Texas: White Judge Sentenced to Probation for Election Fraud in Same County Where Black Woman Received 5 Years | The Root
Right now, there is a black woman sitting in prison, reading about a Texas judge who was found guilty of the same crime she committed. She probably noticed that the judge was sentenced to five years’ probation in the same county that sentenced her to five years in jail. More than likely, she also noticed that she is black and the judge who was found guilty of turning in fake signatures to secure a spot in the Republican primary is white. On Monday, Tarrant County, Texas, Justice of the Peace Russ Casey pleaded guilty to tampering with a government record after an investigation found that many signatures on his ballot petition were false, even though Casey signed a form attesting that he’d witnessed the signatures, according to the Star-Telegram.
Texas: Judge dismisses GOP lawsuit that sought to remove dozens of Democrats from November ballot | Dallas Morning News
A judge on Monday dismissed a lawsuit that would have removed more than 80 Democrats from the November general election ballot, putting to rest a controversy that threatened to toss Dallas County elections into chaos. State District Judge Eric Moyé issued an order tossing out Dallas County Republican Party Chairwoman Missy Shorey’s lawsuit against Democratic Party Chairwoman Carol Donovan and 127 Democrats originally listed on the March 6 primary election ballot. After the primary, the names of the candidates that were in jeopardy dwindled to 82. The lawsuit contended that Donovan did not sign the candidate applications of 127 Democrats before they were forwarded to the Texas secretary of state’s office. That signature, according the lawsuit, was needed in order to certify the candidates for the election.
U.S. Territories: Territorial voting rights case appealed to U.S. Supreme Court | Pacific Daily News
A federal lawsuit involving the inability of residents of Guam and other U.S. territories to vote for president has been appealed to the U.S. Supreme Court. The high court typically hears about 0 cases out of the thousands of petitions it receives each year. It announces its docket in early October, In November 2015, six U.S. citizens, who all are former Illinois residents now living in Guam, Puerto Rico and the U.S. Virgin Islands, filed a lawsuit in Illinois’ northern district court with the nonprofit groups Iraq, Afghanistan and Persian Gulf Veterans of the Pacific and the League of Women Voters of the Virgin Islands.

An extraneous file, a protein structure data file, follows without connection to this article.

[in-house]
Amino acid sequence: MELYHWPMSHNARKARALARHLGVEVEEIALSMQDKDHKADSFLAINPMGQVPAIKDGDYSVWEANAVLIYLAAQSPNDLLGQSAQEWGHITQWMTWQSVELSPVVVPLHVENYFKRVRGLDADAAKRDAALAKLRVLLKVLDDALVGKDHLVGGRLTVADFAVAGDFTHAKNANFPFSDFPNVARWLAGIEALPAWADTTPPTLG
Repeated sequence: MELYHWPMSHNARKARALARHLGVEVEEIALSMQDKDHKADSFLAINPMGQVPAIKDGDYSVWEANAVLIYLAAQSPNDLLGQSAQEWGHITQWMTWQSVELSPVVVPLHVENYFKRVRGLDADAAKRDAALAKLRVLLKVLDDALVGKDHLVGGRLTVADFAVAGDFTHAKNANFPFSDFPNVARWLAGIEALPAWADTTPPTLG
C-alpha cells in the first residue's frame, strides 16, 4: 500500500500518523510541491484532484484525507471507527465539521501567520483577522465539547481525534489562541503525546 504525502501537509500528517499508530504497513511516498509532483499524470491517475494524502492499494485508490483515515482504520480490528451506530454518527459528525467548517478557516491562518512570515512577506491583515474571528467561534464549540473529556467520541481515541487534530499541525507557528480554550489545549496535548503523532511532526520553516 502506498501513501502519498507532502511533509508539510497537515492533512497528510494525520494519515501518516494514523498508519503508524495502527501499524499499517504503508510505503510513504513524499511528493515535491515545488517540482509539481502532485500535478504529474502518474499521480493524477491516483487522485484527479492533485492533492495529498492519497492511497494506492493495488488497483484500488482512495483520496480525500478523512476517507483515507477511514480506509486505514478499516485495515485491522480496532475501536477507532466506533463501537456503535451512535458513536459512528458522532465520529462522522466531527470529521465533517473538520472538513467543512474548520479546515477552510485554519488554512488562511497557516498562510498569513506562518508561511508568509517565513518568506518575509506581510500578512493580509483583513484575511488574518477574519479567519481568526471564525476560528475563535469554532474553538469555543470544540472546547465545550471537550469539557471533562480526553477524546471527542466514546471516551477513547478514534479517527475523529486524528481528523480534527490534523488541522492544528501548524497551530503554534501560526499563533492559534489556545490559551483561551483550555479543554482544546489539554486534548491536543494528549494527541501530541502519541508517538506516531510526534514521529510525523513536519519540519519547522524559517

When floods swept through West Virginia polling places during the 2012 presidential election, the National Guard came to the rescue with tents and electrical connections. For the state’s congressional primaries next month, the Guard will be on the lookout for another disaster: Russian interference. West Virginia’s top election official, Republican Secretary of State Mac Warner, has embedded a member of the Air National Guard in his office to scour election networks daily. Short on funds and expertise, a number of Warner’s counterparts across the country are also tapping the Guard to bolster their cybersecurity before November’s midterms.
Incidents of political violence including an assault on one candidate and an attack on the office of another are casting a shadow over Lebanon’s first general election in nine years. The May 6 vote will take place using a complicated new electoral law. It is not expected to cause major changes to the government or its policies. Analysts expect Prime Minister Saad al-Hariri will head the next cabinet. But the law has made the outcome less predictable in some places. This has sharpened local rivalries and is encouraging parties to campaign extra hard.
Malaysia: Election Commission’s new rules disqualify use of Mahathir’s face in campaign materials | Channel NewsAsia
Malaysia’s Election Commission on Tuesday (Apr 24) issued new guidelines relating to campaign materials for the 14th general election. Only images of party presidents and deputy presidents – or their equivalents – can be used on campaigning material. This effectively rules out pictures of Pakatan Harapan chairman Mahathir Mohamad on most posters and banners in campaigning for the May 9 polls – a move the opposition decried as a deliberate decision targeted at the 92-year-old former prime minister.